Statistics Expert Witness Testimony Allowed in Marketing Litigation

Summary: Statistics Expert Witness testimony allowed despite the defendant’s argument attacking the expert’s claim rate and its release of an allegedly defective product.

Facts:  This case (Cone et al v. Sanitarios Lamosa S.A. DE C.V. et al – United States District Court – Eastern District of Texas – March 28th, 2019) involves alleged manufacturing and/or marketing defects in certain of the defendants toilet tanks.  The plaintiffs have alleged four causes of action against the defendant: 1) Strict products liability; 2) breach of implied warranty; 3) negligence; and 4) violations of the Texas Deceptive Trade Practices Act (“DTPA”).  The plaintiffs have hired Statistics Expert Witness Dr. Shawn Capser to provide testimony.  The defendant has filed a motion to exclude this expert from testifying.

Discussion:  The defendant argues that Dr. Casper’s opinions and testimony should be excluded.  Specifically, the defendant would like to exclude Dr. Casper’s testimony regarding the accuracy of the defendant’s claim rate and its production and release of an alleged defective product.  The defendant claims that these opinions are unreliable and unsupported.  In addition, the defendant further argues that Dr. Casper’s opinions are not reliable support for class certification purposes.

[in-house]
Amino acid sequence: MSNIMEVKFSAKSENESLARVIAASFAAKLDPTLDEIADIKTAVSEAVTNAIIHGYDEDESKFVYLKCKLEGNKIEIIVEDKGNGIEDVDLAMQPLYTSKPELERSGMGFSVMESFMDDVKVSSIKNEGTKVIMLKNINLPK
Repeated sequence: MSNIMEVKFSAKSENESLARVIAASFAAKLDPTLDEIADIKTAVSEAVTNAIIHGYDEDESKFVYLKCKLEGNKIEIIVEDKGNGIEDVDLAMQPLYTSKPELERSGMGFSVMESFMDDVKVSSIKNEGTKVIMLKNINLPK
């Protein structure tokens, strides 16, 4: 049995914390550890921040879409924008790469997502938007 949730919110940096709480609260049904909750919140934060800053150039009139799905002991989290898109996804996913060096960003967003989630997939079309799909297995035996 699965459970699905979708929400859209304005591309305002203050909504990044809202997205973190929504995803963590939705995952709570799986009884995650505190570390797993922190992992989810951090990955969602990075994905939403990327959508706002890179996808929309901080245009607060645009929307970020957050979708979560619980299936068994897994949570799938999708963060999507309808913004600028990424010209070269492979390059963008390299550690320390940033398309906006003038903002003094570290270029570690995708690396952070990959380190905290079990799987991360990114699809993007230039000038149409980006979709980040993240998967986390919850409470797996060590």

The plaintiffs reply that Dr. Casper applied accepted methodologies in reaching his opinions and that his opinions meet the Daubert standard for class certification consideration.

The court opines that Dr. Casper is qualified in the field of statistical and reliability methods as he is a certified Master Black Belt in Six Sigma.  The court further notes that he has substantial knowledge, skill, experience, training, and education that will assist the trier of fact in this case.  The court further opines that Dr. Casper’s methodology includes generally-accepted methods and principles within the field of statistics.  Thus, the court concludes that Dr. Casper’s testimony is admissible at this stage in the litigation and that any arguments are better brought up at cross-examination, rather than at the admissibility stage.

Conclusion:  The motion to exclude the expert witness testimony of Dr. Shawn Capser is denied.